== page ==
Stephen Brewster is a Professor of Human-Computer Interaction in the School of Computing Science at the University of Glasgow. He got his PhD in auditory interfaces at the University of York. After a period spent working in Finland and Norway, he has worked in Glasgow since 1995. He leads the Multimodal Interaction Group, which is very active and has a very strong international reputation. His research focuses on multimodal HCI, or using multiple sensory modalities and control mechanisms (particularly audio, haptics and gesture) to create a rich, natural interaction between human and computer. His work has a strong experimental focus, applying perceptual research to practical situations. A long term focus has been on mobile interaction and how we can design better user interfaces for users who are on the move. Other areas of interest include accessibility, wearable devices and in-car interaction. He pioneered the study of non-speech audio and haptic interaction for mobile devices with work starting in the 1990's.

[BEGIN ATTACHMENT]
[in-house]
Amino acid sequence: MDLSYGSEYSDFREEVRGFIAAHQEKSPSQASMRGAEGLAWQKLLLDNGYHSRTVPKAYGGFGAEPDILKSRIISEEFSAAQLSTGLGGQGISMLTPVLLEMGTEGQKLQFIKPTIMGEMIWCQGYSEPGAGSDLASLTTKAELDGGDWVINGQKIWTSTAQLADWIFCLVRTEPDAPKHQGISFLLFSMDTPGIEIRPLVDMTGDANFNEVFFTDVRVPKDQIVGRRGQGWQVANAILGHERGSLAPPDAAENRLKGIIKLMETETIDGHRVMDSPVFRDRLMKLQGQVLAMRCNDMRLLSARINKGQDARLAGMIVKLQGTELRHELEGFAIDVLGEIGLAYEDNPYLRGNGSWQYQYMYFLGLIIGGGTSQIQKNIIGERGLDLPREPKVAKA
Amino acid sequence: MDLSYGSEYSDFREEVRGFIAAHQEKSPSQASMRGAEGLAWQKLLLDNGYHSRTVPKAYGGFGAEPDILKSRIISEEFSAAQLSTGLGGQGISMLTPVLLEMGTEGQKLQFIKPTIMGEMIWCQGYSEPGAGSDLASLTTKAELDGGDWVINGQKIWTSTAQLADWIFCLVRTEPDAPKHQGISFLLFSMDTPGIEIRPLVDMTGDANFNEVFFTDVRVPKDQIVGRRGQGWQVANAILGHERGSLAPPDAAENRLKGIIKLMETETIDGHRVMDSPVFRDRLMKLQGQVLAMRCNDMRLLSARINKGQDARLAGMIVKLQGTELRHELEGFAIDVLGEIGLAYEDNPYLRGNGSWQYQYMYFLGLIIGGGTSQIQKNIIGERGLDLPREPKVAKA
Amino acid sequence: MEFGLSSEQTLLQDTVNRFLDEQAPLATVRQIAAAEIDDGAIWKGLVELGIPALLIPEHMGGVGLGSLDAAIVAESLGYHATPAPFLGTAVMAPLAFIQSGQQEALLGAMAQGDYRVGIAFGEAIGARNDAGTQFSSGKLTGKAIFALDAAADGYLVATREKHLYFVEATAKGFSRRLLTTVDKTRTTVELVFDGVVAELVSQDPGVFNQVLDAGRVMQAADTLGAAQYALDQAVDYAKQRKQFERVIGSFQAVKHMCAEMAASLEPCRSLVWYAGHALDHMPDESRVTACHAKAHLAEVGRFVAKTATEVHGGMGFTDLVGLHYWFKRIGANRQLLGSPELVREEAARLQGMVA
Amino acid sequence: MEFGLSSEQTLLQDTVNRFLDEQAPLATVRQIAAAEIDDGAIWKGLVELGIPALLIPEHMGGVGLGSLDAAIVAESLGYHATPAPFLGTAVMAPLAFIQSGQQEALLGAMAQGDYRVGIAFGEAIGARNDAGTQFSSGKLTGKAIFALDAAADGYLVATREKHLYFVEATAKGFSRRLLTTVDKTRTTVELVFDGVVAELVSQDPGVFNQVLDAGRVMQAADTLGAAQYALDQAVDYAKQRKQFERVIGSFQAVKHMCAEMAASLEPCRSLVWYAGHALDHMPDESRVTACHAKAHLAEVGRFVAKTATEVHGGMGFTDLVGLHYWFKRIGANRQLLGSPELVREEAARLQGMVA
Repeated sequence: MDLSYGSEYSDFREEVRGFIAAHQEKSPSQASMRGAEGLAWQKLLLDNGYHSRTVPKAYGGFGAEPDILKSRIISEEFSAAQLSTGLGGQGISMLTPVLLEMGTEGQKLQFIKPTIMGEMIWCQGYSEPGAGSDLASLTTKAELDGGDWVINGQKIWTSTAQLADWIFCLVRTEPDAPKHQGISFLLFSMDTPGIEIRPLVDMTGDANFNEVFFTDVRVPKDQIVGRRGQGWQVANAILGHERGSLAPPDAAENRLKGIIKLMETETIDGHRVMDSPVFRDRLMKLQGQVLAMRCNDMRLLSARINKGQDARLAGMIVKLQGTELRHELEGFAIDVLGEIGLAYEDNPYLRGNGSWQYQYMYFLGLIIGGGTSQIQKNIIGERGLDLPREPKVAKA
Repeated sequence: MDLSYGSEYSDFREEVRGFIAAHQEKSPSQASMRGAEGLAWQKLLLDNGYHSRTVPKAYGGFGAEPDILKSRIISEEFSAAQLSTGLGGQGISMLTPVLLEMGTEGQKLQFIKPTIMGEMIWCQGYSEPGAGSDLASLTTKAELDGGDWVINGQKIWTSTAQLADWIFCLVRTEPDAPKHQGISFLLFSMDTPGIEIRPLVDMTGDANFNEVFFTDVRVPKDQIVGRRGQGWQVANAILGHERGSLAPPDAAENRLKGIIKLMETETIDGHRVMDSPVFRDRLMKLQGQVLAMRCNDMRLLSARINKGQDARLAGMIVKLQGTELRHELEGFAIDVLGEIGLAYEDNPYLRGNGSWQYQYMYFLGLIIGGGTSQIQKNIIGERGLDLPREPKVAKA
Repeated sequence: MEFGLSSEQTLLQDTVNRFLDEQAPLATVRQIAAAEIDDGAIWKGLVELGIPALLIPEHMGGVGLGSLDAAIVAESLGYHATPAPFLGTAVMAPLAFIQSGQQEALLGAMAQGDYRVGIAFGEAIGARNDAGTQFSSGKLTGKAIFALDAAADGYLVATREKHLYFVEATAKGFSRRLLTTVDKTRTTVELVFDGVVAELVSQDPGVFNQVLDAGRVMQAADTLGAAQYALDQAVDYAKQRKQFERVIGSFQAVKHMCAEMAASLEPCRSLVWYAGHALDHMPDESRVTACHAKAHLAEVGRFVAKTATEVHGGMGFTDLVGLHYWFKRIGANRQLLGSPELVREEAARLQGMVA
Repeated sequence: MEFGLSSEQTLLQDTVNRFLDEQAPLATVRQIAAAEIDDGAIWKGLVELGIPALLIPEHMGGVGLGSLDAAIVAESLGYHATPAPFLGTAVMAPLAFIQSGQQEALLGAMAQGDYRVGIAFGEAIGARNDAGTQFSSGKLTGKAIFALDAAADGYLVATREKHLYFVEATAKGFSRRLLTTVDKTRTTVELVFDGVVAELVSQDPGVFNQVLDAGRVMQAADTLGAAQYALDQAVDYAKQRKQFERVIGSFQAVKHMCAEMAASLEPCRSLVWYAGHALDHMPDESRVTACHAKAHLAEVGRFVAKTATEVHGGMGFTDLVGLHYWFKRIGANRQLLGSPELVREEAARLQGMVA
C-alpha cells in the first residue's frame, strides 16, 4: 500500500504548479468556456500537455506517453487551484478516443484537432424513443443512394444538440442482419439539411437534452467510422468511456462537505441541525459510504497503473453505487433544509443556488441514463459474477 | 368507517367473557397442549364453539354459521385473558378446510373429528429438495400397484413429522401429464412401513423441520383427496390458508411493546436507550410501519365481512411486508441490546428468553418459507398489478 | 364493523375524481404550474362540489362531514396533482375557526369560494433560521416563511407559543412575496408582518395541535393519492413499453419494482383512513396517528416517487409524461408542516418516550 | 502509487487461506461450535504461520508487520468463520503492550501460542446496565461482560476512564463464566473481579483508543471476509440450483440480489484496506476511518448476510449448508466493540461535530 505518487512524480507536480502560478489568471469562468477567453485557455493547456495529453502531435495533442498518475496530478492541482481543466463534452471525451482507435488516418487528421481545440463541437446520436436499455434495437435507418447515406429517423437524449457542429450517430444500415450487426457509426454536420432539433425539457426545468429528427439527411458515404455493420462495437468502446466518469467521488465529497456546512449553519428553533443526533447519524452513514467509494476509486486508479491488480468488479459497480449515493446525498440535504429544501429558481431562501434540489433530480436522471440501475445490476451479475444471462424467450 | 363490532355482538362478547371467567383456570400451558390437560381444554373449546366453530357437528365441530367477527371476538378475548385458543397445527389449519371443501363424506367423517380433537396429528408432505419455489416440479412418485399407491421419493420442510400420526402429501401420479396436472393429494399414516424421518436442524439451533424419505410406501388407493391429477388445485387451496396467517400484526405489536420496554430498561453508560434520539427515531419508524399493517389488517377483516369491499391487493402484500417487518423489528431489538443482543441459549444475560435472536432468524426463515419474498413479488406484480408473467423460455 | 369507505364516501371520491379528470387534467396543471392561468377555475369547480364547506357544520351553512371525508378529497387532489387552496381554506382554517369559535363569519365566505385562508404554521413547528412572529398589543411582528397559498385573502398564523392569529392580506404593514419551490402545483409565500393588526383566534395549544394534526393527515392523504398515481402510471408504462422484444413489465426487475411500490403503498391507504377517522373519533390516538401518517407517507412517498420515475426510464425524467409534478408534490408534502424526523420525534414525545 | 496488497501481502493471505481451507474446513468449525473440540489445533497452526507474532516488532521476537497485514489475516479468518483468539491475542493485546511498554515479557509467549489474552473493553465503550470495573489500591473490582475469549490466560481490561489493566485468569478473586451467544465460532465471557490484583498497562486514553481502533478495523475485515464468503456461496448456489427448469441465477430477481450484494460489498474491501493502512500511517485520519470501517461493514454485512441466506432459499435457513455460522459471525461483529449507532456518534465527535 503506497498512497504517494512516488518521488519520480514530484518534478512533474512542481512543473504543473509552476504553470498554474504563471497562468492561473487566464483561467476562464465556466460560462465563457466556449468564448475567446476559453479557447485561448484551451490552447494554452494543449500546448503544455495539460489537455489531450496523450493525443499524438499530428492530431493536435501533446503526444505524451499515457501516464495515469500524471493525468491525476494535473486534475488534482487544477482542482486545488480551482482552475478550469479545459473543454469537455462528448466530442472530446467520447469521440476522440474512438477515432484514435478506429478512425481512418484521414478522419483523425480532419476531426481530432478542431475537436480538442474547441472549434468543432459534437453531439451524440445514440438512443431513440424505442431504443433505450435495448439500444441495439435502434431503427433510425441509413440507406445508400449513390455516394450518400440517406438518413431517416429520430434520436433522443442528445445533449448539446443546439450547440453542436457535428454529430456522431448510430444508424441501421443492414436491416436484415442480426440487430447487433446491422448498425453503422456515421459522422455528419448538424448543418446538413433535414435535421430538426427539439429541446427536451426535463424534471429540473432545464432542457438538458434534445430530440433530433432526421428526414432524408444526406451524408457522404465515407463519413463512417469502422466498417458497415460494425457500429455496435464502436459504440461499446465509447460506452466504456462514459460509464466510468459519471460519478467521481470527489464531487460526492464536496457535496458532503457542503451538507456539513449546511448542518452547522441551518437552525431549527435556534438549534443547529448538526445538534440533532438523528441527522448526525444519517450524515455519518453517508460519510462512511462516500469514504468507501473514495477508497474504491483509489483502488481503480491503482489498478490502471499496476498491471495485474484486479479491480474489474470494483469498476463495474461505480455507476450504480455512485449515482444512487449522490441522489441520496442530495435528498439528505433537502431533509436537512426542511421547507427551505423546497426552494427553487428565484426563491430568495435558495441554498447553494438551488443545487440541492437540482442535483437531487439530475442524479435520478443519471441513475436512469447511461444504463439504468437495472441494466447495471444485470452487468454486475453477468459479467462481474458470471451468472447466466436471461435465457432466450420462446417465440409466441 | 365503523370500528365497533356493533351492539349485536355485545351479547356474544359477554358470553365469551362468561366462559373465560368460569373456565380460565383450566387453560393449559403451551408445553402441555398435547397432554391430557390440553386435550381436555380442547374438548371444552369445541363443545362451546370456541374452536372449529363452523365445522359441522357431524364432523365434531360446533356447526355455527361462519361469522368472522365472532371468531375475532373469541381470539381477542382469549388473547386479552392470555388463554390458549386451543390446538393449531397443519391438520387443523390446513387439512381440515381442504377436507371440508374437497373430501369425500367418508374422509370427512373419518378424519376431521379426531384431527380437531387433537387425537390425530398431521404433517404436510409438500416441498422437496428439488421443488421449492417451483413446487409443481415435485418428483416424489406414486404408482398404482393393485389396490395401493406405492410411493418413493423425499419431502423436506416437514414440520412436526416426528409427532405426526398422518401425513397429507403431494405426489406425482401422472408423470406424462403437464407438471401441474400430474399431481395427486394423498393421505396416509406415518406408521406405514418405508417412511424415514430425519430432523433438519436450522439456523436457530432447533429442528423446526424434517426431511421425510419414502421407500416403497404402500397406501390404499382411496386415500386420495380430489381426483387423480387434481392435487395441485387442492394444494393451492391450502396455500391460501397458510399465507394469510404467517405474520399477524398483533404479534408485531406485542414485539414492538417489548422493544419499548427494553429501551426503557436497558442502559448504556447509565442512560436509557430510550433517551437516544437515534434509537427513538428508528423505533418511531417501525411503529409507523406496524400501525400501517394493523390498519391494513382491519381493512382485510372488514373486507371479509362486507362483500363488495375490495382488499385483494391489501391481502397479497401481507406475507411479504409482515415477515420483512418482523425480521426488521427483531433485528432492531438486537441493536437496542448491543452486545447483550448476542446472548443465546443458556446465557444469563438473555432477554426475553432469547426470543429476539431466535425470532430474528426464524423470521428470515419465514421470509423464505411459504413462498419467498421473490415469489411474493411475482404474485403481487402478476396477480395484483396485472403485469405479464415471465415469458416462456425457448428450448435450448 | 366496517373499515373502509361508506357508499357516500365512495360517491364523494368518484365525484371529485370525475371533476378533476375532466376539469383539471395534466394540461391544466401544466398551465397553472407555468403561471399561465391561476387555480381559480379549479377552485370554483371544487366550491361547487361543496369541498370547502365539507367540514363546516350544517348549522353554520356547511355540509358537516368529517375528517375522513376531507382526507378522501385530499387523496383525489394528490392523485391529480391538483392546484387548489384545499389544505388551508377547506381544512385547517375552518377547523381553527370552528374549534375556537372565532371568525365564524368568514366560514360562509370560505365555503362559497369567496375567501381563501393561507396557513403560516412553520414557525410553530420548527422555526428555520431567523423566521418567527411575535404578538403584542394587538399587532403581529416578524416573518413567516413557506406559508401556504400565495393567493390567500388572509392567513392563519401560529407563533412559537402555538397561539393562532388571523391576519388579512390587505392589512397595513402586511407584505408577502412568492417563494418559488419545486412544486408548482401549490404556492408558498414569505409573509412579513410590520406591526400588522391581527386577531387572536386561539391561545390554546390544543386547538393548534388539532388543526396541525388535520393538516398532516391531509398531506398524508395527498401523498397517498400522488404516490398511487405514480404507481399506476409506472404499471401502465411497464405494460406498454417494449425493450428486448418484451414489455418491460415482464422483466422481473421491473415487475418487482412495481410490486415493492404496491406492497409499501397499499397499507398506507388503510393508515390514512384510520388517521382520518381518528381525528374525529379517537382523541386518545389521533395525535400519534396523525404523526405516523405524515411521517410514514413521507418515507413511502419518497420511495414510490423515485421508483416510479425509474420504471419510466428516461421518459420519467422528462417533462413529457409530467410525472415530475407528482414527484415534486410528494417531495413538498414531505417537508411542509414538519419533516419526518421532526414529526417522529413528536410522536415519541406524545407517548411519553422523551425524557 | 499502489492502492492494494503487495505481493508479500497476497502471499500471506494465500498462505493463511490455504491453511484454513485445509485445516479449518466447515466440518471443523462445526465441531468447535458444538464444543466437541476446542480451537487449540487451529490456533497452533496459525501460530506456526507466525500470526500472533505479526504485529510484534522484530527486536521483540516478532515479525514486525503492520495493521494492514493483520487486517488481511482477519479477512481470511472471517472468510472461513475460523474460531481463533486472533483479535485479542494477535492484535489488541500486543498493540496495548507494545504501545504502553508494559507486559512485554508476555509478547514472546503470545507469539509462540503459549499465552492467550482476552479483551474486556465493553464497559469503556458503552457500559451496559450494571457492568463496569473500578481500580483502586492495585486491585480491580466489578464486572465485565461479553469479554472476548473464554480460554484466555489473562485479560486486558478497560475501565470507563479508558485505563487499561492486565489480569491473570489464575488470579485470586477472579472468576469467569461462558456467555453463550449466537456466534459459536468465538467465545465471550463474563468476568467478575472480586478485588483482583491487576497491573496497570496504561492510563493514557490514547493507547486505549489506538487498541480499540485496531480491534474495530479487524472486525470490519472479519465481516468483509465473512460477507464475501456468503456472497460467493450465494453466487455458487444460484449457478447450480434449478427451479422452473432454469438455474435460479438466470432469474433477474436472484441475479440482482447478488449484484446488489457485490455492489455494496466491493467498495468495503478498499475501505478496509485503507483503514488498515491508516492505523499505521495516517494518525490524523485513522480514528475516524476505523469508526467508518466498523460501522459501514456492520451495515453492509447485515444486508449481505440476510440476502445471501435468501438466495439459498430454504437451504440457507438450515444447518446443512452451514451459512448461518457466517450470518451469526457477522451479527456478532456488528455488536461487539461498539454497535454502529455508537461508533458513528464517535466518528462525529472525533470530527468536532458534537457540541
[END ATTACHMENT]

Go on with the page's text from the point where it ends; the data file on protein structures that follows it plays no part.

According to Google Scholar, he has 375 publications. He has served as an Associate Chair, Sub-Committee Chair and Papers Chair, and has chaired the Interactivity, Doctoral Consortium and Student Design Competition tracks at ACM CHI.
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Designing new user interfaces for cars
In-car interactions are undergoing major changes as traditional physical buttons, dials and switchgear are replaced by touchscreens and...
Haptics and Human-Computer Interaction
Haptics and the use of touch can provide a rich new ways for people to interact and experience devices. I have been working in the area of haptics for a long time and am often...
Multimodal human-computer interfaces
This talk introduces the topic of multimodal interaction and discusses some of the most important work in the area, with a focus on haptics, audio and smell based interaction. Each modality is...
Multimodal mobile interaction - making the most of our users' capabilities
Mobile user interfaces are heavily based on small screens and keyboards. These can be hard to operate when on the move which limits the applications and services we can use. This talk will look at...
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